A STOCKBROKER is warning investors to be on their guard after an American-based “boiler room” started targeting the Fylde coast.
The illegal scheme sees shareholders contacted by someone purporting to be from a broker, using a very plausible but high-pressure sales pitch to either sell or buy shares – with the sole aim of scamming money.
David Clueit, compliance director at Hargreave Hale on Whitehills Business Park, has written to warn his colleagues after both he and his father-in-law were targeted.
He said: “My father-in-law was very excited because he had been contacted by a broker in New York who had a client who wanted to buy his shares in a FTSE100 company for a client who was launching a takeover.
“The client was prepared to pay five times the market price. Naturally, the deal was being done in secret and the broker asked for total confidentiality.
“I was just explaining that this was a scam and the broker would eventually ask for money to be sent to them before they sent any money out – which they never do – when my phone rang.
“Amazingly I was also being offered an unbelievable price for a small number of shares in an investment trust I owned few years ago.”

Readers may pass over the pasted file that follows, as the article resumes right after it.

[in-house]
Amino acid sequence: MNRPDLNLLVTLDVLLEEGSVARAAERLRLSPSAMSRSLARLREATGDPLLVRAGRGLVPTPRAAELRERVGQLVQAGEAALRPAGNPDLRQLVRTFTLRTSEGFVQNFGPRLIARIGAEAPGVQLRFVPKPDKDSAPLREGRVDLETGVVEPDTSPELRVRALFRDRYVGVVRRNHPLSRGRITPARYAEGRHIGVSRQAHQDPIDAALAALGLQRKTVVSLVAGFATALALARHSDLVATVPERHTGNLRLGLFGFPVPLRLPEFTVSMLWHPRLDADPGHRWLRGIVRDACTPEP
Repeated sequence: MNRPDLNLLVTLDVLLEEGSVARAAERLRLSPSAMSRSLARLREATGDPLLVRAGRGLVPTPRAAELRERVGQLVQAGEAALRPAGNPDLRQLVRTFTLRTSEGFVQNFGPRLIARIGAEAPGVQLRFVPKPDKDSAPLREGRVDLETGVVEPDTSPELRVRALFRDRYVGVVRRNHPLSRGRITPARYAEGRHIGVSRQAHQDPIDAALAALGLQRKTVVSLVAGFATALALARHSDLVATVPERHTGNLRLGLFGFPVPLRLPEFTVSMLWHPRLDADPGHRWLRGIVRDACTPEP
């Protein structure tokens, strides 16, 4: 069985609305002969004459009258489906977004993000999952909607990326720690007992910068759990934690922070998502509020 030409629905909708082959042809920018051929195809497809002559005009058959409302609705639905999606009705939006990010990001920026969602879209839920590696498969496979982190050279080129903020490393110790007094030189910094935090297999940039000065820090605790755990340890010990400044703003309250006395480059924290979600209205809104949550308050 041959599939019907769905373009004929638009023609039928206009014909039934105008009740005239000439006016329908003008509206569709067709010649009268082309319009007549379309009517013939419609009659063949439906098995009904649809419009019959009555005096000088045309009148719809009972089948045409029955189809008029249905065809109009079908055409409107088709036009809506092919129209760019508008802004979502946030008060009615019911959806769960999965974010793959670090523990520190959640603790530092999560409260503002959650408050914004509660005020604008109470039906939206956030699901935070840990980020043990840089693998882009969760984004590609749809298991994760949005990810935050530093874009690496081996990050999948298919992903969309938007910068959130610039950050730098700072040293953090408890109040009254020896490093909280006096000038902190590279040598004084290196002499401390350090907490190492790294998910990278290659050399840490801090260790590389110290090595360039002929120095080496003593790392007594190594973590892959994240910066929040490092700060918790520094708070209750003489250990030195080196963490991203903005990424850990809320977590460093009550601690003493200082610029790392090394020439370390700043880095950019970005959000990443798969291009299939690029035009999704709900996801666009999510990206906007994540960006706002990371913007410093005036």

Mr Clueit said the two shareholdings were totally unrelated, suggesting the scammers have a listing of shareholders across the Fylde coast.
A Poulton man, who did not wish to be named, was also contacted by the American firm.
He said: “At first I thought it sounded great. The woman said she was calling from New York and was offering me well above the asking price for some shares I had as her client wanted to up their stake in the business.
“But the more I asked, the more suspicious I became. Then she told me I needed to pay her a fee.
“That’s when I knew it wasn’t right. As soon as I said I wouldn’t pay, she wanted off the phone.”
More than £200m is lost to share scams every year.
The high pressure sales technique was highlighted in a 2000 Hollywood movie starring Ben Affleck and Giovanni Ribisi.
The Financial Services Authority (FSA) says it is hard for it to crack down on boiler room scams as they operate outside the regulatory regime, and are often based abroad.
The FSA is writing to 76,732 shareholders as part of Operation Bexley, to warn them they names and details appear on a list being used by fraudsters - particularly owners of shares in William Hill bookmakers.
A spokesman for the FSA said: “These lists – which scammers call ‘suckers lists’ – are like a fraudster’s phone book and are often traded between firms trying to con people out of their money.”